Woebot 2.0

Well that was fun!

Henceforth this blog will be open as a holding page and to sustain links from Mixcloud.

In due course I'll collect the pieces I wrote here into "The Bumper Book of Woe".

Update: I started looking at tidying all my posts into another tome - but, even if I had the time, I'm not sure it would really work so they're back up again. Enjoy! :-D

Goodbye xxx


From and including: Thursday, 25 June 2015
To, but not including Wednesday, 7 March 2018

Result: 986 days


From A to Zazou

One of the most interesting aspects of record collecting was finding yourself suddenly "in" the lives of dramatic individuals who you would not, in the normal course of affairs, encounter. It's a little like one of those moments when you are travelling in the third world and you're thrust into radically different people's orbits. I remember a man called Ali Nawpora who I lived with for a week in Kashmir in 1990. Ali taught me how, once you've badly banged a finger, thumb or toe, if you clench the offending digit incredibly tight as soon as you've hit it (it is very painful to do so), it stops the blood rushing to that spot and you get almost no bruising. It's a trick that has helped enormously bringing up children I can assure you.

There's not a huge amount of information about Zazou online. This obituary almost reads like a discography - the best thing out there is this nice article by Oliver Lamm in the Red Bull archives which also points out: "There’s scarcely anything about him online from a biographical perspective, apart from a rather thin Wikipedia page entry and some dazed obituaries."

This ZNR's, "Barricade 3", was put out on Recommended Records in 1976. I suppose at the very tail-end of Progressive Rock there was an increasing porosity, or open-ness, to European rock. That long, almost conceptually static stretch of time between 1967 and 1976 allowed the continent to catch up with the currents in Anglo-American Rock. You could read Punk as, to some extent, a whiplash of insularity, something akin to Brexit with the bachelor throwing his bride from the marital suite.

"Barricade 3" a nice, small record of chamber rock music inspired by Erik Satie.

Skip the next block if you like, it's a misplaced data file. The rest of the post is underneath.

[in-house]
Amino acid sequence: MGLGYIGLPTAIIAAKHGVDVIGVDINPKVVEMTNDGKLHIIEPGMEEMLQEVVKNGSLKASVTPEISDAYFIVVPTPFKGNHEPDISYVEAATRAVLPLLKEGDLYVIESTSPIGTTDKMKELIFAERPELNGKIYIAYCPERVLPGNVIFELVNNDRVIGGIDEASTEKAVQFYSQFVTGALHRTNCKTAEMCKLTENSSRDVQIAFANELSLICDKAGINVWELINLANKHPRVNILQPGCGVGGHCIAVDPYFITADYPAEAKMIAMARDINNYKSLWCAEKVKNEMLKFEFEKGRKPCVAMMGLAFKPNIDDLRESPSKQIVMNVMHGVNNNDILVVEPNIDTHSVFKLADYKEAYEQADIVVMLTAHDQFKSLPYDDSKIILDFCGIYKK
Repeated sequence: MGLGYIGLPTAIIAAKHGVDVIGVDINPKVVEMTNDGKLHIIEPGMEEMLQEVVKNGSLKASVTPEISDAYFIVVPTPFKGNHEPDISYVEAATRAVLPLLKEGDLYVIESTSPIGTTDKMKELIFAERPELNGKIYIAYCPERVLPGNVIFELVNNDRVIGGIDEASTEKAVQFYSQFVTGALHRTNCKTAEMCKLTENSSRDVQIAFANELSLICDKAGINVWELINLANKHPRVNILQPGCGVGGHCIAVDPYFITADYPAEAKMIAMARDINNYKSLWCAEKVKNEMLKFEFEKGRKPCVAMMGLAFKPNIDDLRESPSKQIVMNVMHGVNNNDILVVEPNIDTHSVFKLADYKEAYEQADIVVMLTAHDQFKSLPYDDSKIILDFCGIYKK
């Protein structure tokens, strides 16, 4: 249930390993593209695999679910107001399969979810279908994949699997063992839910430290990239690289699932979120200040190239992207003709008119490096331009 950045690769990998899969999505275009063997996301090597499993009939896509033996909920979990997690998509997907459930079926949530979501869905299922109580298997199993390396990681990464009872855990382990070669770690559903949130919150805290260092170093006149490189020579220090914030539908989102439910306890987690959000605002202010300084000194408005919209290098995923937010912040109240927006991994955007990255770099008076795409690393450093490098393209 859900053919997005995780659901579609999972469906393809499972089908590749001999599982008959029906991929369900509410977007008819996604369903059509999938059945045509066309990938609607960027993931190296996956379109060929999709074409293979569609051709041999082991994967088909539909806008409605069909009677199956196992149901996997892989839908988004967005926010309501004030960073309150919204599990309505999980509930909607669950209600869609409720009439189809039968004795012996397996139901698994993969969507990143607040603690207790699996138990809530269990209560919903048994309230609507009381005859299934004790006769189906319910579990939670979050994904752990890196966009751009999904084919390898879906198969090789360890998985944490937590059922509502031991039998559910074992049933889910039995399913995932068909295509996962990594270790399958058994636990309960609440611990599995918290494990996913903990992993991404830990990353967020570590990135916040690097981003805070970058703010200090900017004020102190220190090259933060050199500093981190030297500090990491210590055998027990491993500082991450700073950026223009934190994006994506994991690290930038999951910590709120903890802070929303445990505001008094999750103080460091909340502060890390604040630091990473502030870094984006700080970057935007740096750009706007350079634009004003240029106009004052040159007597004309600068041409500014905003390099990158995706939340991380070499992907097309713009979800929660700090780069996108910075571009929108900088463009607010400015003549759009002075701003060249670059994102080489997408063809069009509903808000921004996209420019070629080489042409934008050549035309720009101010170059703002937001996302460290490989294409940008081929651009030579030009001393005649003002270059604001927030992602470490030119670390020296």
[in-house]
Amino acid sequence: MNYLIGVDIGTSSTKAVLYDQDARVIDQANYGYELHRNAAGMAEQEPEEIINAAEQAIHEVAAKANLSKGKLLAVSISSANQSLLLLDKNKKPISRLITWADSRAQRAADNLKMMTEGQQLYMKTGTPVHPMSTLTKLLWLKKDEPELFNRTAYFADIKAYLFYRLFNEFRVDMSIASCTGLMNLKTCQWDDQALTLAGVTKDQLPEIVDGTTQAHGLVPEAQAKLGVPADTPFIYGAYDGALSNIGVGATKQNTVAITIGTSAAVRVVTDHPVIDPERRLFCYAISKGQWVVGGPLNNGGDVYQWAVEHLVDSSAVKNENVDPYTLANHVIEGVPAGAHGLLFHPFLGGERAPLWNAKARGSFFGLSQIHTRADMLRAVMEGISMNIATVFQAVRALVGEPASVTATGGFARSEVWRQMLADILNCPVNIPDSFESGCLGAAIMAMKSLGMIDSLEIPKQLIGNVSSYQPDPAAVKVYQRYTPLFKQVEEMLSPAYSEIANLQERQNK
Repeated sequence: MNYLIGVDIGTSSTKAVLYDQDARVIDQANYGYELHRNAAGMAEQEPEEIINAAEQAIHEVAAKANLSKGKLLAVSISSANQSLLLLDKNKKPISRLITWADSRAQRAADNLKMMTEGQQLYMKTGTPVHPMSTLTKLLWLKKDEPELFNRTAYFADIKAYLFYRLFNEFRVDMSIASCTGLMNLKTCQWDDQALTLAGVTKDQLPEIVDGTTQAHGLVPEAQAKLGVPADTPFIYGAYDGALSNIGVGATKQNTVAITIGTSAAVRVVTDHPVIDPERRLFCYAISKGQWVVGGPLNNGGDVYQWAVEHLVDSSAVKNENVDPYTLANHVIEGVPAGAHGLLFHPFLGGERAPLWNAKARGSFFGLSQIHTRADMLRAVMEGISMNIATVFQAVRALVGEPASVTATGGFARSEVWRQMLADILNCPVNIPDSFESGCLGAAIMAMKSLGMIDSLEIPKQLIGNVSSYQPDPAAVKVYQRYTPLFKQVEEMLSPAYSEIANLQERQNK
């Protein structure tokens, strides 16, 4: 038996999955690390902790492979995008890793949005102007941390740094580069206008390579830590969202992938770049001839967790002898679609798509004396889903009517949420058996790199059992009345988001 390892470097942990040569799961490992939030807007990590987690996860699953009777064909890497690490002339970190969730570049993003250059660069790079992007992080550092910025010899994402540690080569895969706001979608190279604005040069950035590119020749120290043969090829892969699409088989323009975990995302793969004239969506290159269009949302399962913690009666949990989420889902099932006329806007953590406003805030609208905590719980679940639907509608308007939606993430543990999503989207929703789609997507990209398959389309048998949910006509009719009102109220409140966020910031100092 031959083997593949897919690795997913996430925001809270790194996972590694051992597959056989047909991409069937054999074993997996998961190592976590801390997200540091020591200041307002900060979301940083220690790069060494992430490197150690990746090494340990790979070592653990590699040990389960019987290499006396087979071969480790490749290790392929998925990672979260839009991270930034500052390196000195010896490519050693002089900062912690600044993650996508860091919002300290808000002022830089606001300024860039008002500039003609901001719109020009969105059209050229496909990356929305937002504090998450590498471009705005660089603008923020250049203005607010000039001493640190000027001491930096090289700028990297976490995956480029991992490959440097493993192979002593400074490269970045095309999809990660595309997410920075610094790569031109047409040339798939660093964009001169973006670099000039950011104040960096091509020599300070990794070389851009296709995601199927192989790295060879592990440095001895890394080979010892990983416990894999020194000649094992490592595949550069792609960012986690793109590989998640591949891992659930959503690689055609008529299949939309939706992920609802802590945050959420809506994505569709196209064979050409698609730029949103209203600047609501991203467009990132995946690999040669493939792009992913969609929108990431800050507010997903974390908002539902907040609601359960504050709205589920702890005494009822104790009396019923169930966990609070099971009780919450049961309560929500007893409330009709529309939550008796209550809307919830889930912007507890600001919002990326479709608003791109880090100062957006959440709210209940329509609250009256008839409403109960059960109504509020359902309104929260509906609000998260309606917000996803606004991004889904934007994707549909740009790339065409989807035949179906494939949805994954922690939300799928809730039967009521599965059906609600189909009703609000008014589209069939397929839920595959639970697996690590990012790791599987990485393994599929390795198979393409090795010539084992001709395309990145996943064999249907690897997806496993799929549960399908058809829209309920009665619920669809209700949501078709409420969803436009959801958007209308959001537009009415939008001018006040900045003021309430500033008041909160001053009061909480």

Simultaneously to the break-up of ZNR, Racaille and Zazou increasingly at loggerheads, Zazou drifted into writing for Libération magazine and tooled his mischievous Marxism into a concept album about perverse sex. I've loved this record for years, but never knew its background in a visit Zazou took to New York where he met Arto Lindsay and Suicide. Reading between the lines perhaps this connection was arranged through the auspices of Jean Georgakarakos? Lamm mentions that "he had met the people involved in the legendary magazine Actuel" which I'm sure was connected to the BYG/Actuel label. Sheer conjecture!

The band's instrumental sound here is extremely seductive, like an anemic, bare-bones, funk version of the Gang of Four. It almost reminds me of the backing tracks for Afrika Bambaata's "Zulu Nation Throwdown" - though less muscular. Atop these locked grooves with their Residents-like meandering, de-tuned rhythm guitars Jeanne Folly, and possibly J.L Hennig proclaim their Zoophiliac and Necrophiliac urges. I don't think Zazou can be singing on this because that doesn't seem to be his trip. My fave track has to be "I love you S..." an exquisite minimal rock mantra up there with Neu!'s finest tracks but the No Wave Melody Nelson revision of "On Dine" comes a close second.

Thanks to Oliver Lamm's piece I discovered that there was a Perversita spin-off, Valerie Gee's Car Band's "Un President Pour La France" a satirical attack on President Valéry Giscard d’Estaing which used one of the album's discarded rhythm tracks and which was apparently a big hit at the time.

I picked up "Noir et Blanc" many, many years ago having, after all, a fascination with concepts of digital and electric Africa. In fact for the longest time I was partially dismissive of it. I always preferred the idea of African musicians making these interventions under their own auspices, so for instance records like Ray Lema's "Medicine" or Wally Badarou's "Echoes", Thomas Frempong's "Anansi Shuttle" or George Darko's "Hi-Life-Time", even if they were sometimes musically cheesier, always seemed cooler, more authentic. This is why the recent Francis Bebey "Psychedelic Sanza" reissue, albeit not overly electronic, was so fascinating too. There's no question of anyone but the legendary Bebey himself being in the driving seat.

There was a whole raft of French/African Electronic interventions in this era which were contemporaneous, or pre-date "My Life In The Bush Of Ghosts". Most famously there's Martin Meissonnier's production of King Sunny Ade's majestic "Juju Music" as well as Manu Dibango's monstrous and fantastic "Abele Dance". In the UK there was the epochal Earthworks Addis-Ababa studios Dub mixes of Tony Allen's "NEPA" and Dele Abiodun's "Confrontation" - the Nigerian artists turning to London rather than Paris. I still feel with these that these aforementioned artists there's less intervention - a natural, sympathetic affinity between artist and production.

With "Noir et Blanc" you're very much dealing with a Congolese singer over an electronic backing by Guillaume Loizillon and Claude Micheli (known as CY1). However, in fairness, as is pointed out in Phillip Sherburne's Pitchfork review of the recent reissue, Bony Biyake told Zazou "of his interest in krautrock and Stockhausen". Also, as I've got older I've come to care less and less about what's "authentic" anyway. Furthermore, and most saliently, CY1's riddims are entirely in keeping with the Congolese aesthetic.